34  ARG FW Sebastián Palacios
-  ARG MF Nahuel Cisneros
Manager: Rodolfo Arruabarrena

Out on loan

Note: Flags indicate national team as defined under FIFA eligibility rules. Players may hold more than one non-FIFA nationality.
No. Position Player
GK Manuel Vicentini (at Sarmiento)
DF Ignacio Bonadio (at Tigre)
DF Juan Cruz Huichulef (at Tristán Suárez)
DF Claudio Pérez (at Belgrano)
DF Nahuel Zárate (at Godoy Cruz)
MF Luciano Acosta (at Estudiantes (LP))
MF Cristian Álvarez (at Palestino)
MF Francesco Celeste (at Freamunde)
MF Federico Carrizo (at Cruz Azul)
MF Gonzalo Castellani (at Lanús)
No. Position Player
MF Pol Fernández (at Godoy Cruz)
MF Gabriel Ferreyra (at AIK)
MF Mauro González (at Slovan Bratislava)
FW Joel Acosta (at Olimpo)
FW Mauro Dalla Costa (at Freamunde)
FW Franco Fragapane (at Celta B)
FW Gabriel Guerra (at PKNS)
FW Nicolás Maná (at USMP)
FW Guido Vadalá (at Juventus)

Reserves and Academy

For the reserve and academy squads, see Boca Juniors Reserves and Academy

Martín Palermo is Boca Juniors' all-time top goalscorer.


Top 10 scorers of all time

Rank. Player Position Tenure Goals
1 Martín Palermo FW 1997–01; 2004–11 236
2 Francisco Varallo FW 1931–39 194
3 Domingo Tarasconi FW 1922–32 193
4 Jaime Sarlanga FW 1940–48 128
5 Mario Boyé FW 1941–49; 1955 123
6 Delfín Benítez Cáceres FW 1932–38 115
7 Pío Corcuera FW 1941–48 98
8 Pedro Calomino FW 1911–13; 1915–24 96
9 Juan Román Riquelme MF 1996–02; 2007–14 87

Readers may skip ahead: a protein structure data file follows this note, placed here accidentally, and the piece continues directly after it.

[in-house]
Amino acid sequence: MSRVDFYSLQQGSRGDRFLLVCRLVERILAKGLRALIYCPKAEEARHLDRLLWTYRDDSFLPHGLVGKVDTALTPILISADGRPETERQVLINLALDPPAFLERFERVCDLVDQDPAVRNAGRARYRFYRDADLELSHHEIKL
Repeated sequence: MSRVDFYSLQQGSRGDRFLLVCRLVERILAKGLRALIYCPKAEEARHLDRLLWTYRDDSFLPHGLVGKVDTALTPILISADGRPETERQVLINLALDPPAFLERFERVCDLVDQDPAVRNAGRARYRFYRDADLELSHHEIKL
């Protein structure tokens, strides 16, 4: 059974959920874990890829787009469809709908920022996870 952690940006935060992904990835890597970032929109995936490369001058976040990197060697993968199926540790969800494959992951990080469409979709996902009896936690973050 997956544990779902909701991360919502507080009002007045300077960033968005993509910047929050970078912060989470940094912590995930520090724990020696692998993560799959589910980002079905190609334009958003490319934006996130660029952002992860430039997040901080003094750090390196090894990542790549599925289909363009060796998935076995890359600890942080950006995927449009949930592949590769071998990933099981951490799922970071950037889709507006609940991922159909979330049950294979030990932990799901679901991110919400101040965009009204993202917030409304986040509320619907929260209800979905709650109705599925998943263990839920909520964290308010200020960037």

Last updated on: 18 August 2013 – Top 10 all time scorers at

Top 10 most appearances of all time

No Player Position Tenure App.
1 Roberto Mouzo DF 1971–84 426
2 Hugo Gatti GK 1976–88 417
3 Silvio Marzolini DF 1960–72 408
4 Martín Palermo FW 1997–2001; 2004–11 404
5 Carlos Navarro Montoya GK 1988–96 400
6 Antonio Rattín MF 1956–70 382
7 Ernesto Lazzatti MF 1934–47 379
8 Rubén Suñé MF 1967–72; 1976–80 377
9 Juan Román Riquelme MF 1996–2002, 2007–14 370
10 Natalio Pescia MF 1942–56 365

Last updated on: 29 September 2013 – Top 10 most appearances of all time at

Notable players

This section lists players who have appeared in least 100 matches[77] or scored at least 35 goals[78] for the club.
1930s – 1970s
1970s – 1990s
1990s – 2000s

Players gallery


Boca's two most successful coaches were Juan Carlos Lorenzo (1976–79, 1987), and Carlos Bianchi (1998–2002, 2003–04, 2012–2014). Toto Lorenzo won five titles with the team, including the Copa Libertadores in 1977 and 1978, the Intercontinental Cup in 1977, and the Metropolitano and Nacional in 1976.